Diesel is experiencing a renaissance of sorts.
Two years ago, the denim brand reported declining sales, and just months ago in March 2019, the U.S. arm filed for bankruptcy protection, triggering the close of its underperforming locations across the country.
But now, as highlighted in an interview with Vogue Business, the denim brand has made a comeback—and it’s thanks to a number of changes and strategies spearheaded by founder Renzo Rosso.
For one, Rosso made a series of staffing changes to breathe new life into the brand. He returned to managing Diesel full-time as its CEO, removed almost all of his direct reports and named his son, Stefano Rosso, the CEO of Diesel’s North American operations.
The denim veteran also shifted his focus away from all of his other business affiliations—including his role as an investor at about 20 companies and a board member at a percentage of them—and onto the brand’s rebirth.
Many of the new strategies, ironically, were adopted from the streetwear industry that contributed to Diesel’s initial decline. Last year, he launched a “Red tag” sub-label of Diesel dedicated to collaborations that boast exclusivity and resale potential, two key elements streetwear labels have used to generate their loyal followings. Under the label, the brand collaborated with Yuta Hosokawa of Readymade, Shayne Oliver of Hood By Air, Glenn Martens of Y/Project, Gosha Rubchinskiy of GR-Uniforma and Samuel Ross of A-Cold-Wall.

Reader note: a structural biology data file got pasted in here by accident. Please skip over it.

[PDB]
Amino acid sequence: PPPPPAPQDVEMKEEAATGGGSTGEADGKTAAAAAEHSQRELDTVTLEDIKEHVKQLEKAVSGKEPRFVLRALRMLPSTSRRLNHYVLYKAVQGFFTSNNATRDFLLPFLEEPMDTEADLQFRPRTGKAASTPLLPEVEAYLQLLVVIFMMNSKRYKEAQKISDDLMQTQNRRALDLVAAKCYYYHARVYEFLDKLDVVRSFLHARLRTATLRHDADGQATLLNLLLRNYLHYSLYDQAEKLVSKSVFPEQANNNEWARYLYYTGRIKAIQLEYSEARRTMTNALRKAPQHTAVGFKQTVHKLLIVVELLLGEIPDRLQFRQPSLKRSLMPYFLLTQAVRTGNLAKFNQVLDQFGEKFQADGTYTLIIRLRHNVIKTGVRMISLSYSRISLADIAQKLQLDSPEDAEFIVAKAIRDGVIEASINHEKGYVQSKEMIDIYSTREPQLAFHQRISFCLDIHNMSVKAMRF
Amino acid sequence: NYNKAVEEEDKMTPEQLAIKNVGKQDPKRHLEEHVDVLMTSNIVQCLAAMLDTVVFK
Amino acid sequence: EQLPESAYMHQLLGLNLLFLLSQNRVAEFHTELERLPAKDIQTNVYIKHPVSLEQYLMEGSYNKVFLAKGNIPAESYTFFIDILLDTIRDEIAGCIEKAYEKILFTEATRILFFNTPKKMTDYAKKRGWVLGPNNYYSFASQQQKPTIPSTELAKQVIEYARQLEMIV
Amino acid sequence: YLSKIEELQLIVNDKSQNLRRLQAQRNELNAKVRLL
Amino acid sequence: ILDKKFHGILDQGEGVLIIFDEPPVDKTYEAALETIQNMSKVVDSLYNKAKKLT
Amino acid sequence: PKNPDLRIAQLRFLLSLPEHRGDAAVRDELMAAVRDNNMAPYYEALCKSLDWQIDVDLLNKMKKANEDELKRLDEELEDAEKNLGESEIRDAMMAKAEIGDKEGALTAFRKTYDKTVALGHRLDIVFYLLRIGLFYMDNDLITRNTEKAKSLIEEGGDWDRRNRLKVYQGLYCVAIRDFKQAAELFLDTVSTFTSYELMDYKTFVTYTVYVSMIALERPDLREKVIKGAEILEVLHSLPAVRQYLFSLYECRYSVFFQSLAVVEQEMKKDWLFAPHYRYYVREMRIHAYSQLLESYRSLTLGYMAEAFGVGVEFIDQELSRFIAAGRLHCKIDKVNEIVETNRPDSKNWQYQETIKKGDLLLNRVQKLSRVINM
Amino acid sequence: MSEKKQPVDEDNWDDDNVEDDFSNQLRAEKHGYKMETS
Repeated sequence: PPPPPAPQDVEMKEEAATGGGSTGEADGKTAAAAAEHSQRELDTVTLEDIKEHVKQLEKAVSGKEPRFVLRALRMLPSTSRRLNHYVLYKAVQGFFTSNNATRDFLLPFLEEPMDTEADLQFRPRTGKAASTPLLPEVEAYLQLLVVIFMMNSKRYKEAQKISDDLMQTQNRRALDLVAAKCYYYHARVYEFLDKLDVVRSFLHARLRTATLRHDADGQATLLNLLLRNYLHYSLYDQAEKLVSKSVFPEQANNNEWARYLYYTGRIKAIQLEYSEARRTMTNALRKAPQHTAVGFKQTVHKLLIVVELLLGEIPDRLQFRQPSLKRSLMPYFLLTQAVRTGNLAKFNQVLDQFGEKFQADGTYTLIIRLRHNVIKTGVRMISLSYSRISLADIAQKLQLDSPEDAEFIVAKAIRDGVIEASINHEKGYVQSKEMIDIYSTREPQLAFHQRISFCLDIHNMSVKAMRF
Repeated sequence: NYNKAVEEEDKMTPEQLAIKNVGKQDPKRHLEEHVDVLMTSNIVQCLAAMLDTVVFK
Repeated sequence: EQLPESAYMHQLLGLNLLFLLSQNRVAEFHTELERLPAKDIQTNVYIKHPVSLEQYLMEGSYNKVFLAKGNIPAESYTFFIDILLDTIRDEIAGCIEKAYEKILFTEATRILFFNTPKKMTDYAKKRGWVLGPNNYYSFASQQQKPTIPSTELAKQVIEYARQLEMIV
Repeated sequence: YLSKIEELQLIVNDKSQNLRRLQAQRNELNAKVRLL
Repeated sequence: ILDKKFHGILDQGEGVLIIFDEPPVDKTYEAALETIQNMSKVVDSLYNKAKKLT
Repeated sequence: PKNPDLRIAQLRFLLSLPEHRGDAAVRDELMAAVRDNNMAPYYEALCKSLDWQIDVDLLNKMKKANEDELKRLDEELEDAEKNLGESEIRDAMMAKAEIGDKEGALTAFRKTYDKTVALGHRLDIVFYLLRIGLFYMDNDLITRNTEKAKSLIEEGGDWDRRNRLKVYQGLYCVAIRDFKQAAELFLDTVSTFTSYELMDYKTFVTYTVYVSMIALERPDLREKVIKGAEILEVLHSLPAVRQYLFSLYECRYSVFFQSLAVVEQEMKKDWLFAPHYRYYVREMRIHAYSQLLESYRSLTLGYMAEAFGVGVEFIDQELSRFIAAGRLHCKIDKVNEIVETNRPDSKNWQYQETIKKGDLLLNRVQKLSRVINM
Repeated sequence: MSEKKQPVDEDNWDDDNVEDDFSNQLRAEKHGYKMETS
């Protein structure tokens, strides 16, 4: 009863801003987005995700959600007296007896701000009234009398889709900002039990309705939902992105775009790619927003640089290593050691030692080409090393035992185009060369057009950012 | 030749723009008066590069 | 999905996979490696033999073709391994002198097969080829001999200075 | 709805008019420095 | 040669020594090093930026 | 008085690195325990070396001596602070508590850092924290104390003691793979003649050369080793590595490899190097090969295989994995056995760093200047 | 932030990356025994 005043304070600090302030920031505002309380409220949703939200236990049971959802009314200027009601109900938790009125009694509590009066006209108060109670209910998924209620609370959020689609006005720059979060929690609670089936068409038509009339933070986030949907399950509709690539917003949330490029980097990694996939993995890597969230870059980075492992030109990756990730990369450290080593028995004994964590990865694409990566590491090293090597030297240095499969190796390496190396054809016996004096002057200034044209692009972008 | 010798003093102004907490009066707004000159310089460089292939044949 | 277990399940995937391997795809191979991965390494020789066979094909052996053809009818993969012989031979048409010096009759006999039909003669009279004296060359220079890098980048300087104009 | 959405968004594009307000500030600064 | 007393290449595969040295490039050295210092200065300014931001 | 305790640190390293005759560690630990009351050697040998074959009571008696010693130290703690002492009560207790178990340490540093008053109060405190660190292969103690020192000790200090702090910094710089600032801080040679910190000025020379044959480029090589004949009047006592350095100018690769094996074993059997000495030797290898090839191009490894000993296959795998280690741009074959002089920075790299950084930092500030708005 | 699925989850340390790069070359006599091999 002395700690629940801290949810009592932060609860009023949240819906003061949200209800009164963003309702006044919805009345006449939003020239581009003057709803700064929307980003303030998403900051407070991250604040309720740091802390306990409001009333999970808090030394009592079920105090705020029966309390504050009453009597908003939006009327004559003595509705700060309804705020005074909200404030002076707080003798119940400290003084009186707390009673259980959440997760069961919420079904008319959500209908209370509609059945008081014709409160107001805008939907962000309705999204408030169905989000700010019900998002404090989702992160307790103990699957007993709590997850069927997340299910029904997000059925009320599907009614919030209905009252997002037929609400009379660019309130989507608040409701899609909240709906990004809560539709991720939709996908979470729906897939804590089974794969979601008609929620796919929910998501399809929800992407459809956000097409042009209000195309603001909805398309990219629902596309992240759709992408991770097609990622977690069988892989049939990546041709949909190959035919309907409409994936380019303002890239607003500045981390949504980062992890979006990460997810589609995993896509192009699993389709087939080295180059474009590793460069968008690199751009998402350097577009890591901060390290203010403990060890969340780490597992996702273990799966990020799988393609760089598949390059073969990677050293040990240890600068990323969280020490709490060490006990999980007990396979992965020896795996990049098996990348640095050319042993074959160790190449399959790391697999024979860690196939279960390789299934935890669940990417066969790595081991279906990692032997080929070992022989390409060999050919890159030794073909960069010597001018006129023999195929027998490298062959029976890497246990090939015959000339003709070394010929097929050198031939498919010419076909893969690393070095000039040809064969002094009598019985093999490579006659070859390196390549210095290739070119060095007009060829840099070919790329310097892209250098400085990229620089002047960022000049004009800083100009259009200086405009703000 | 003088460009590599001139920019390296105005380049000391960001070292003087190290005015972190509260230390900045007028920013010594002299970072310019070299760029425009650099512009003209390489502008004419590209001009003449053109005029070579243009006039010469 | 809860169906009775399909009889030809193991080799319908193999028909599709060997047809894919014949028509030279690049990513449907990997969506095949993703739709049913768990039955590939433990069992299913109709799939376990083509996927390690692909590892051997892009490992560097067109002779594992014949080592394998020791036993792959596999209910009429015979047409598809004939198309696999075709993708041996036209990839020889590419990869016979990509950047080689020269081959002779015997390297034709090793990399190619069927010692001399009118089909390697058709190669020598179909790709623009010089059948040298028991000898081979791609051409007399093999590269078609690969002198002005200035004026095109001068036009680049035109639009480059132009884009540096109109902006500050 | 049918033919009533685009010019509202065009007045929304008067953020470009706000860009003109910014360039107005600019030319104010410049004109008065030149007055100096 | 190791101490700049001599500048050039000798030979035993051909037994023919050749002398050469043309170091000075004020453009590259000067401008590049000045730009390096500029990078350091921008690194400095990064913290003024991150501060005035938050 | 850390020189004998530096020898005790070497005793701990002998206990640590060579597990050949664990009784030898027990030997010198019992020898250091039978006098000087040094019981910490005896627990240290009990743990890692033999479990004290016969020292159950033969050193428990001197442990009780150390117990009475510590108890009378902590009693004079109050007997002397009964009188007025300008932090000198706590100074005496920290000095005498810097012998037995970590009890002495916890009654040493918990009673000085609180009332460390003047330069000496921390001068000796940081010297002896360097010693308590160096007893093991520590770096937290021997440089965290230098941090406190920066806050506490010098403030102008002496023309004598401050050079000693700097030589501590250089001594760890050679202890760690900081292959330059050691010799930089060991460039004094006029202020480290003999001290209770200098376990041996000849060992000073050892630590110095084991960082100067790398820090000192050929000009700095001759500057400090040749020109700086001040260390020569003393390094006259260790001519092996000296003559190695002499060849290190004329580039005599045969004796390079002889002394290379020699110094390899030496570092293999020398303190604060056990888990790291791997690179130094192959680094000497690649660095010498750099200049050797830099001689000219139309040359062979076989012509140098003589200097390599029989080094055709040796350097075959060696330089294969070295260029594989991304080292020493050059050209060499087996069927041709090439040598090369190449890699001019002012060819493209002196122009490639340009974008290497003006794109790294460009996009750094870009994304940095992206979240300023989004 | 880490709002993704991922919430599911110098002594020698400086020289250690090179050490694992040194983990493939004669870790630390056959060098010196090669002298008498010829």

Rosso said he also doubled down on his push toward quality over quantity and shut down Diesel’s more affordable lines, which he said were “diluting the brand.” While this cut the U.S. business in half, he was confident that building a more premium brand and initiating exclusive collaborations with high-end designers was the right move.
And it was.
Rosso told Vogue Business that the brand began operating “in the green” this past summer, net sales for the year will be “close to double digits on a percentage basis” and worldwide foot traffic in Diesel stores has grown 7 percent.
“This is a good strategy to make the brand cool again,” his son Stefano told Vogue. “When you have a beautiful car, you take it for granted, and you start to look at other cars. I think that’s what we did with denim.”